During the exchange, Gillies landed a few shots, causing "Biznasty" to enter a defensive mode. Ending up behind Bissonnette, Gillies pushed him away in order to get the fight going again.
This allowed Bissonnette a chance to get into the fight, but the Coyotes' tough guy could not get much going as the superior fighter continued to out-land him.
No. 8: Trevor Gillies vs. Eric Godard (April 8, 2011)
In the first meeting after their brawl-filled affair on Feb. 11, and the last of the season, the respective heavyweights of these teams would have a go early in the first period.
Gillies was more aggressive and accurate with his punches in this fight, clearly winning it.
What is equally as notable as Gillies' victory is the disgusting 10-minute misconducts given to each player, simply for fighting.
In an effort by the NHL to remove emotion from the game and calm rivalries which create excitement and fan interest, the legal act of fighting in hockey was extremely discouraged during this game.
This was one of the few games Islanders fans had to look forward to towards the end of the season, and the NHL did all they could to remove what had caused that interest.
There is a penalty for fighting in hockey; each player is supposed to be given a five-minute penalty. The referees should not have made up their own rules for this game.
No. 7: Trevor Gillies vs. D.J. King (Oct. 13, 2010)
Early in the season, Trevor Gillies began making himself known in the NHL. During his first shift of the game, Gillies responded to a hard hit by D.J. King by skating directly to him and taking care of business with the gloves off.
Though King landed a good left of his own during the fight, Gillies finished him off by landing four and causing King to go down to the ice.
No. 6: Trevor Gillies vs. Jared Boll (Nov. 24, 2010)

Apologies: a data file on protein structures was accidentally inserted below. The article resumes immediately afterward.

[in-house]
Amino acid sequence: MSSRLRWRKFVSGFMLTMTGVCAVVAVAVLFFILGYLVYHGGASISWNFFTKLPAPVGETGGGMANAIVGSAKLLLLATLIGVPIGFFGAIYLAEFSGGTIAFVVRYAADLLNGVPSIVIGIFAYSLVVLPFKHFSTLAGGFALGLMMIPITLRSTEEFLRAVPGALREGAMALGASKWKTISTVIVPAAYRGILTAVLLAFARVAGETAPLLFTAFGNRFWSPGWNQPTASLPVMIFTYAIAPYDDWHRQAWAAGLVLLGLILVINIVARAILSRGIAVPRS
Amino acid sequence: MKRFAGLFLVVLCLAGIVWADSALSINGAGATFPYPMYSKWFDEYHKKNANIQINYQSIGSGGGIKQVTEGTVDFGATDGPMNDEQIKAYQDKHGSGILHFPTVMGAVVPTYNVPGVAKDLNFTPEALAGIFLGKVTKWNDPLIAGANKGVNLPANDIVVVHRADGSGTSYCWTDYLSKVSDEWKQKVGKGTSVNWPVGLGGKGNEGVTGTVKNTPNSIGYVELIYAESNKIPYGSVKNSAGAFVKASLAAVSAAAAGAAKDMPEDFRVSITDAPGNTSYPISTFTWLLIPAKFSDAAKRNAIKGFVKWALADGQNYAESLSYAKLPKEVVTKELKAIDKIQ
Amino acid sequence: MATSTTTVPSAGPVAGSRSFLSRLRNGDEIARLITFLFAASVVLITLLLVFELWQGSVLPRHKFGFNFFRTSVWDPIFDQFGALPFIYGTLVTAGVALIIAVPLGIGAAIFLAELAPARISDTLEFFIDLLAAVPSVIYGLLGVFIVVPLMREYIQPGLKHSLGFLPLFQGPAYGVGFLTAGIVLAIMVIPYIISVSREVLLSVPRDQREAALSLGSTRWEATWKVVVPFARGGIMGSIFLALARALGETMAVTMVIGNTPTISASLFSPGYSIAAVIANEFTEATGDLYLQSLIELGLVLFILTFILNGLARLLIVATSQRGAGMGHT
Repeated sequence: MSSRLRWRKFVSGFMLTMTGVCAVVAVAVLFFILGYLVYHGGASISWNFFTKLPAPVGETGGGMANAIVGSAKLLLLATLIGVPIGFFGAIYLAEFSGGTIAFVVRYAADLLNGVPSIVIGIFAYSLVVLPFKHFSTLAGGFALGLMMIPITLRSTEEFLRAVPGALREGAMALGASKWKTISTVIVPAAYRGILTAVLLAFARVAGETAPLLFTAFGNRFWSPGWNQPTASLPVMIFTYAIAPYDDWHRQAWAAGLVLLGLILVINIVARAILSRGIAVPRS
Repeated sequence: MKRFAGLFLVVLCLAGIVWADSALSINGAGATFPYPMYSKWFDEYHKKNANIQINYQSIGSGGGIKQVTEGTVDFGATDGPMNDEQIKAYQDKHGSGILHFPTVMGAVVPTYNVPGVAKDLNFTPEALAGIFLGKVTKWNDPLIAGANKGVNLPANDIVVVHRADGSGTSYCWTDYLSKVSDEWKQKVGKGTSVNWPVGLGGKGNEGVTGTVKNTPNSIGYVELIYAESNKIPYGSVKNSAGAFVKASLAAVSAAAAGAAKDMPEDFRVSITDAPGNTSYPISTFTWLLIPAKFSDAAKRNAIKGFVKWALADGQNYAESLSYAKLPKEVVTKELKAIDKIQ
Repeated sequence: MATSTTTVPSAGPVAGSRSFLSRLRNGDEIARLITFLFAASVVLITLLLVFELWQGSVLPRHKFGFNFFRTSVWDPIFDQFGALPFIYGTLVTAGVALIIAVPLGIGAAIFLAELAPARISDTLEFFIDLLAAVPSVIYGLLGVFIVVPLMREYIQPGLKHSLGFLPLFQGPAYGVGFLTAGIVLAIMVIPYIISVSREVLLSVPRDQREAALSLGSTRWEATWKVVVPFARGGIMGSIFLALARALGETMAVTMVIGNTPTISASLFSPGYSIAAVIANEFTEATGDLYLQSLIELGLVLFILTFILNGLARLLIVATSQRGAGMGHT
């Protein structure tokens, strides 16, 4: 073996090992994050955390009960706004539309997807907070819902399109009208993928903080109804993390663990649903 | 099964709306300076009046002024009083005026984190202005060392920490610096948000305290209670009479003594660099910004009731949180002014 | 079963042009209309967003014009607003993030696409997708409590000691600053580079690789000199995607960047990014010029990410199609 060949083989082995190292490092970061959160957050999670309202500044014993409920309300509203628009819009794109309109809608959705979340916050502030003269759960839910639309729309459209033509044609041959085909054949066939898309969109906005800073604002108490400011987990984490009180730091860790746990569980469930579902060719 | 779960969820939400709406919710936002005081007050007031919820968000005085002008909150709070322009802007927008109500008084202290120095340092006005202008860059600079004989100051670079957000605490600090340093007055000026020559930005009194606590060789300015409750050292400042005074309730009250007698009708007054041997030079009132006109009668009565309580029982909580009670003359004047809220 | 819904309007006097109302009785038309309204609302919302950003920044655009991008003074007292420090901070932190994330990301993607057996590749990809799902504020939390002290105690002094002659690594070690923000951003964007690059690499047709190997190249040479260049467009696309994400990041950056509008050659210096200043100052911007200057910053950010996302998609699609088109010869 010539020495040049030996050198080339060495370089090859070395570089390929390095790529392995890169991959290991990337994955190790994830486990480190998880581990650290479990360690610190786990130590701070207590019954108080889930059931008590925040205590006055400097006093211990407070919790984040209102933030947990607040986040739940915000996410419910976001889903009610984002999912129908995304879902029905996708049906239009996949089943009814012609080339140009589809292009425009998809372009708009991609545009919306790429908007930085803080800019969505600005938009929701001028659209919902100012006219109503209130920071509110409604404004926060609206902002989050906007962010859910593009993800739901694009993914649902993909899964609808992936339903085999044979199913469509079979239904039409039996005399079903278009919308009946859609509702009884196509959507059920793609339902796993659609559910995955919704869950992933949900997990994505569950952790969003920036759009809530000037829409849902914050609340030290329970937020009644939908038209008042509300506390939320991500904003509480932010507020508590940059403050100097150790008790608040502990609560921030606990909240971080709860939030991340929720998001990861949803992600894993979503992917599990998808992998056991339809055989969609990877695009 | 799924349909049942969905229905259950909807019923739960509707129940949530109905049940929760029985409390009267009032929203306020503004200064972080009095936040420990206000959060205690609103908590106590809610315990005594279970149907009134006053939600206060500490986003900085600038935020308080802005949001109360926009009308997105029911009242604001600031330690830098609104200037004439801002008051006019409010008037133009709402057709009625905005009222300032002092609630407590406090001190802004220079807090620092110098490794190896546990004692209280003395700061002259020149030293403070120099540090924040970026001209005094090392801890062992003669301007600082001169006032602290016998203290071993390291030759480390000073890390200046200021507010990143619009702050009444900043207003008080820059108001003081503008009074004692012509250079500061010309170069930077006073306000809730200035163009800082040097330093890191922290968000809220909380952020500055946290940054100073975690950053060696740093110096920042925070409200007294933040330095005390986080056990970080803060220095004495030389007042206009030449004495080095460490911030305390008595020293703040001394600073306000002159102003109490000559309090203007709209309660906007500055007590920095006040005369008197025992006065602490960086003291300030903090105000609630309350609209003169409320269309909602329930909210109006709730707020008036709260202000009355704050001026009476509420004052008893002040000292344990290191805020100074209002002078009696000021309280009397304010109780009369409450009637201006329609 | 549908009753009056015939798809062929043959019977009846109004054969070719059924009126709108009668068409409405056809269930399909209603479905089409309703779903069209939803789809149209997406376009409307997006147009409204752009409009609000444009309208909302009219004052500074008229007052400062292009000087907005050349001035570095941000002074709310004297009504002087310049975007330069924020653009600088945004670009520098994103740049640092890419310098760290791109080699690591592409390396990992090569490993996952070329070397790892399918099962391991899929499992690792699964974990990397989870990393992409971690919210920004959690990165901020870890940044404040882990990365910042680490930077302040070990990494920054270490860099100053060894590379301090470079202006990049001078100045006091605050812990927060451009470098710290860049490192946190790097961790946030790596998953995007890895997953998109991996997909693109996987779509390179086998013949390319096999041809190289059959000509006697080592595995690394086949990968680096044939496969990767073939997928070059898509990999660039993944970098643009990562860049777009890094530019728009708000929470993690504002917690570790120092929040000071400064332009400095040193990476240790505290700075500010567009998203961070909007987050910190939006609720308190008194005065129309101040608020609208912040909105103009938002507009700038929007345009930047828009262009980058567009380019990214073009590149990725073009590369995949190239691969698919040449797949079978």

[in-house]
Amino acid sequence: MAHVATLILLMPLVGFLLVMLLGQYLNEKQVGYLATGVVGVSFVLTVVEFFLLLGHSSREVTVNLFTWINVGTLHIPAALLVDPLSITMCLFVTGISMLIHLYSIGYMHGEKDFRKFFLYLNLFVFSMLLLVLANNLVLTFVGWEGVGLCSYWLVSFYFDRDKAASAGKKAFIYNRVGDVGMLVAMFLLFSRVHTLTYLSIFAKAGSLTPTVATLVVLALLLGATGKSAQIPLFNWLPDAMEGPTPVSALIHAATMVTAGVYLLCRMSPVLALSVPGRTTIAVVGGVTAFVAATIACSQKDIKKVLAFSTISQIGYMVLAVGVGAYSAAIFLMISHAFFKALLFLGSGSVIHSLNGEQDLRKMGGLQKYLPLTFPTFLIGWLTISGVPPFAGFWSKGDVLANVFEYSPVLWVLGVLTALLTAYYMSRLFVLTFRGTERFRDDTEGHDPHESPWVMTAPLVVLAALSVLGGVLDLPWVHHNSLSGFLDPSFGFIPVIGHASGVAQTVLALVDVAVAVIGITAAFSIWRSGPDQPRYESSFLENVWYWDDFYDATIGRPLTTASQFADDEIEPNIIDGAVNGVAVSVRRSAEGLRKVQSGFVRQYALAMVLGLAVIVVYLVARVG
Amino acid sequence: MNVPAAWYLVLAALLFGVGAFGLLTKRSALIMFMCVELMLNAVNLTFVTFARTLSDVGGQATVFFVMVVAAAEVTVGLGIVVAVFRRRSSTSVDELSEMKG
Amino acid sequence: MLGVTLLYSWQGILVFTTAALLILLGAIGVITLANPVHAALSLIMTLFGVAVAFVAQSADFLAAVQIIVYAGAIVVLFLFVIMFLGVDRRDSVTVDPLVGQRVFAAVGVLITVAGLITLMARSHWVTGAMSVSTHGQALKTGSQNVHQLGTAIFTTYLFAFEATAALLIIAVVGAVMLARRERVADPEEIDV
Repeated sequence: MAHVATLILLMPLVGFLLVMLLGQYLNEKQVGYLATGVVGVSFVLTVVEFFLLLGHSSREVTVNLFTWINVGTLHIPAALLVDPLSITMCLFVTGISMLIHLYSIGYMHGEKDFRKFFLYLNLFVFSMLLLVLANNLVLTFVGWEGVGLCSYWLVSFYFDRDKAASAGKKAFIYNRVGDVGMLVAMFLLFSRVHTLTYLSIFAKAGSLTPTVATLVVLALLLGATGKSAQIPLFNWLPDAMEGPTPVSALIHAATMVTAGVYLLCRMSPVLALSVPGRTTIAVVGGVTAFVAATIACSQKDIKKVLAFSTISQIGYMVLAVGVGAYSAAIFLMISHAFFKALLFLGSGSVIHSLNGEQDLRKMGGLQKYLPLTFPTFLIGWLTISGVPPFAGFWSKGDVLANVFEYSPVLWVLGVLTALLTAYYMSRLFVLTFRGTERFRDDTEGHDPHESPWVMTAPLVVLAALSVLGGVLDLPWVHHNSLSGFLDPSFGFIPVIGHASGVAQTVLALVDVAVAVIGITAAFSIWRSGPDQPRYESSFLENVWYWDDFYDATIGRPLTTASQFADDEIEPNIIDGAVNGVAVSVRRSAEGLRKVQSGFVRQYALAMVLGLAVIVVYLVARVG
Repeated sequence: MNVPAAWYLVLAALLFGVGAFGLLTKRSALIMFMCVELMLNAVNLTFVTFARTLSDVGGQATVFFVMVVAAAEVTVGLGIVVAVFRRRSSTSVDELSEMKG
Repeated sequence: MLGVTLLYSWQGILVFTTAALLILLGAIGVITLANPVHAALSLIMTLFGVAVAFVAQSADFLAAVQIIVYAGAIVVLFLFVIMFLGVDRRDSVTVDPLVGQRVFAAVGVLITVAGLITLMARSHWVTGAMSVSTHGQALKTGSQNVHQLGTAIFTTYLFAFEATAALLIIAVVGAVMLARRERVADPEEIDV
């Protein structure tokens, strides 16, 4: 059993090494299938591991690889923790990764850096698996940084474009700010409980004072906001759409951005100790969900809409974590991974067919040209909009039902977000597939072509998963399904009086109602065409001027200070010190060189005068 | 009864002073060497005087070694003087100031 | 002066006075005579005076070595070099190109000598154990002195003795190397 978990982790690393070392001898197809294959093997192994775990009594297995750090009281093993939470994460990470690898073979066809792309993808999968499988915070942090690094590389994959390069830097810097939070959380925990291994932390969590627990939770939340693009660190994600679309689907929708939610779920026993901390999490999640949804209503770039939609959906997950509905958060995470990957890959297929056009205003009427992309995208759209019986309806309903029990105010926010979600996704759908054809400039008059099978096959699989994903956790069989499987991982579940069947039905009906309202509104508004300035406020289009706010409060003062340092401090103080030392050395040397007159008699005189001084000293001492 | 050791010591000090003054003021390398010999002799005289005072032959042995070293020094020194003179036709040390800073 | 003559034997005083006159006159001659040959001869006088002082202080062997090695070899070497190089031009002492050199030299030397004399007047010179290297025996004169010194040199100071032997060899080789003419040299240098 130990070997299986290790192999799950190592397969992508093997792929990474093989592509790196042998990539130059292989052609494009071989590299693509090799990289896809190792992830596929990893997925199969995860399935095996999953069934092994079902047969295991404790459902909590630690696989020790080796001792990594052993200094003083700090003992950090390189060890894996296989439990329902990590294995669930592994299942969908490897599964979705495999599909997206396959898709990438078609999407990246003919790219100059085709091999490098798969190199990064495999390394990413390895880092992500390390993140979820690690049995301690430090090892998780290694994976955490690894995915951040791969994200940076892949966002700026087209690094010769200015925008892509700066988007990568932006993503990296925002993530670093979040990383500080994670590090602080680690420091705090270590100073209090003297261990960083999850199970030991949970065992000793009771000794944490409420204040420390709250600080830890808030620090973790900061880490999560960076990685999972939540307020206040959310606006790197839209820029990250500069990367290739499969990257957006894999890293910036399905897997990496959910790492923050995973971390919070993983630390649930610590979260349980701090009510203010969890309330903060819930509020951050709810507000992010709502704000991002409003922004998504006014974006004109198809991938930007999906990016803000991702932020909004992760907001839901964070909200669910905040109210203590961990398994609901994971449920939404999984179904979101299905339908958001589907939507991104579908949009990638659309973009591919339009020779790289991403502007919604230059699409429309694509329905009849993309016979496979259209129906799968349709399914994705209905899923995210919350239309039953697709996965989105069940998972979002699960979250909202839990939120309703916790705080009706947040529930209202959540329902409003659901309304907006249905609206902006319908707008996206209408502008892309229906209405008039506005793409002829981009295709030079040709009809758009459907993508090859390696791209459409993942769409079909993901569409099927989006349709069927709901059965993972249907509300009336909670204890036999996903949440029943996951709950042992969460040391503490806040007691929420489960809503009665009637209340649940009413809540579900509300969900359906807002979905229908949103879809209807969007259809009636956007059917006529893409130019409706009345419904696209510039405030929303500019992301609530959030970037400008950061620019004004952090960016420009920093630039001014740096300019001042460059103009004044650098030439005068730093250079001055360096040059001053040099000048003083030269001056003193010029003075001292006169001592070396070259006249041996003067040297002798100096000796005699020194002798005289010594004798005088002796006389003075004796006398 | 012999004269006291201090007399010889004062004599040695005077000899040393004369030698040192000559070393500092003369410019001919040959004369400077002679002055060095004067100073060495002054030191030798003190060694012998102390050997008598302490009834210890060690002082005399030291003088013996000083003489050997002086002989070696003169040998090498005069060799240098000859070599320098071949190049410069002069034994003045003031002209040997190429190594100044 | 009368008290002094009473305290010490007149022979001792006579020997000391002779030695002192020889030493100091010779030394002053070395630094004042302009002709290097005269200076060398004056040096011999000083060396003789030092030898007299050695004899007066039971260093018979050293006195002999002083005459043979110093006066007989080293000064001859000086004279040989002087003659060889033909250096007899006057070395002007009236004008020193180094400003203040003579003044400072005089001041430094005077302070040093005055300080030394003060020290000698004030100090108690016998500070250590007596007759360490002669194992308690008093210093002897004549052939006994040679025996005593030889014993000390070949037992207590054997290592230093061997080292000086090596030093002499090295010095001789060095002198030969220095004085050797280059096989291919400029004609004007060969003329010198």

Another player hitting one of Gillies' teammates hard, another player getting pummeled for it.
After Boll shoved John Tavares into the boards, Gillies was quick to approach him and drop the gloves.
Gillies said in an interview after the season about the Islanders, "We're willing to bleed for each other."
The bottom line is, other players are going to learn that messing around with the team Gillies plays for is a bad idea. As someone who gets paid to protect his teammates, Gillies does his job perfectly.
No. 5: Michael Haley vs. Sean Avery (March 31, 2011)
There aren't many hockey fans who will not enjoy this fight. Sean Avery loves to talk a lot more than he is willing to back up what he's saying.
Through relentless trash-talking, countless fake glove-drops in order to trick opponents into taking penalties, fighting non-fighters, and running away from actual tough guys all combine to make Avery one of the most hated individuals in the game today.
This season alone he is responsible for a borderline sucker-punch on Ladislav Smid that ignited a brawl. He also picked a fight with Matt Carle (who had never fought before), punched Carle when Carle was down on the ice, and then refused to fight Jody Shelley.
Later, he boarded Haley from behind, and later in the game cross-checked Justin DiBenedetto in the face.
Here he was attempting to pick a fight with a 19-year-old rookie, and instead found himself at the receiving end of a more-than-deserved Michael Haley beating.
After Haley lands a right to start things, Avery begins bleeding and simply hugged onto Haley for the rest of the fight.